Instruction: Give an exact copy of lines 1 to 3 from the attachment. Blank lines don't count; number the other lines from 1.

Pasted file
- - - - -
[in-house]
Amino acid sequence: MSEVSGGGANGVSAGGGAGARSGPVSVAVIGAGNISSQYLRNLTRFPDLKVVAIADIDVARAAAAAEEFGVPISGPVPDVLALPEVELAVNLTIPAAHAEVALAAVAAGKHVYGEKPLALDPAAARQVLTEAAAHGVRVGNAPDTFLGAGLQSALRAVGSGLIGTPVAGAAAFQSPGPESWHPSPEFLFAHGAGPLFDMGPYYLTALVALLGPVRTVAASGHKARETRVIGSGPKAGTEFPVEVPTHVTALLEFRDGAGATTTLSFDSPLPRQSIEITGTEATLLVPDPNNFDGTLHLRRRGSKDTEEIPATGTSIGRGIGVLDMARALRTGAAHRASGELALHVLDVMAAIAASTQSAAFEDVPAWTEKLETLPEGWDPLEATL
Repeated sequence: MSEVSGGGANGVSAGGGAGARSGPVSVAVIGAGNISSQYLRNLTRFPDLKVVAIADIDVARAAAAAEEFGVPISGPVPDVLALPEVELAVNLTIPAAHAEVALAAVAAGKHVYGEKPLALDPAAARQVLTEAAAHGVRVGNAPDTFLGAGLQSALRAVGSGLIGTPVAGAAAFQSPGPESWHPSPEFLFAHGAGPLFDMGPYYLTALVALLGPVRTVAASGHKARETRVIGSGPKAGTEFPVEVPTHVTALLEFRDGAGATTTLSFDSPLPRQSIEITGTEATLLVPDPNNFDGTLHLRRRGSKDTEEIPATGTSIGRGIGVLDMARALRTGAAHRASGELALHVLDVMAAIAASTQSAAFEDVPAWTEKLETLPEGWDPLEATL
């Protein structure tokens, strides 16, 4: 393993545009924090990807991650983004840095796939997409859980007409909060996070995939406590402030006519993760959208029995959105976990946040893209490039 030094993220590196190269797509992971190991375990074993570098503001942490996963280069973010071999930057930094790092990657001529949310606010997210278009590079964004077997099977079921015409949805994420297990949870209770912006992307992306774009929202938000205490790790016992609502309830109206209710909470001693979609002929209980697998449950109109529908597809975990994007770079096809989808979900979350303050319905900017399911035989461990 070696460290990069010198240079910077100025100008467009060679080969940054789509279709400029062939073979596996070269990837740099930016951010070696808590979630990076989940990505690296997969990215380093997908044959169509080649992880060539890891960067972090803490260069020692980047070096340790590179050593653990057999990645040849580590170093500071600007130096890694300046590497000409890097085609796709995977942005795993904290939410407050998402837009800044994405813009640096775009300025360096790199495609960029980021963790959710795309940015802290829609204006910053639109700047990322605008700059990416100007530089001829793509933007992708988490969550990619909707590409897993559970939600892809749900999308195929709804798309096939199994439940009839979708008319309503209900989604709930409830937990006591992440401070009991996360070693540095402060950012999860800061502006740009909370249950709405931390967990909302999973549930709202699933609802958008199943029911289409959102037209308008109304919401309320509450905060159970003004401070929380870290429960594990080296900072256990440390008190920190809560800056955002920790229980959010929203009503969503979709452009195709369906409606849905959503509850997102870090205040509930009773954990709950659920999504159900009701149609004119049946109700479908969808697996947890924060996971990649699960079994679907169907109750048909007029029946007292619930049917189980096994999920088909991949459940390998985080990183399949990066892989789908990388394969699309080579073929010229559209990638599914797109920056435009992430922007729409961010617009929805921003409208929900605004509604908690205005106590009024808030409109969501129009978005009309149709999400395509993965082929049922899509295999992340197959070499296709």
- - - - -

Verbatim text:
[in-house]
Amino acid sequence: MSEVSGGGANGVSAGGGAGARSGPVSVAVIGAGNISSQYLRNLTRFPDLKVVAIADIDVARAAAAAEEFGVPISGPVPDVLALPEVELAVNLTIPAAHAEVALAAVAAGKHVYGEKPLALDPAAARQVLTEAAAHGVRVGNAPDTFLGAGLQSALRAVGSGLIGTPVAGAAAFQSPGPESWHPSPEFLFAHGAGPLFDMGPYYLTALVALLGPVRTVAASGHKARETRVIGSGPKAGTEFPVEVPTHVTALLEFRDGAGATTTLSFDSPLPRQSIEITGTEATLLVPDPNNFDGTLHLRRRGSKDTEEIPATGTSIGRGIGVLDMARALRTGAAHRASGELALHVLDVMAAIAASTQSAAFEDVPAWTEKLETLPEGWDPLEATL
Repeated sequence: MSEVSGGGANGVSAGGGAGARSGPVSVAVIGAGNISSQYLRNLTRFPDLKVVAIADIDVARAAAAAEEFGVPISGPVPDVLALPEVELAVNLTIPAAHAEVALAAVAAGKHVYGEKPLALDPAAARQVLTEAAAHGVRVGNAPDTFLGAGLQSALRAVGSGLIGTPVAGAAAFQSPGPESWHPSPEFLFAHGAGPLFDMGPYYLTALVALLGPVRTVAASGHKARETRVIGSGPKAGTEFPVEVPTHVTALLEFRDGAGATTTLSFDSPLPRQSIEITGTEATLLVPDPNNFDGTLHLRRRGSKDTEEIPATGTSIGRGIGVLDMARALRTGAAHRASGELALHVLDVMAAIAASTQSAAFEDVPAWTEKLETLPEGWDPLEATL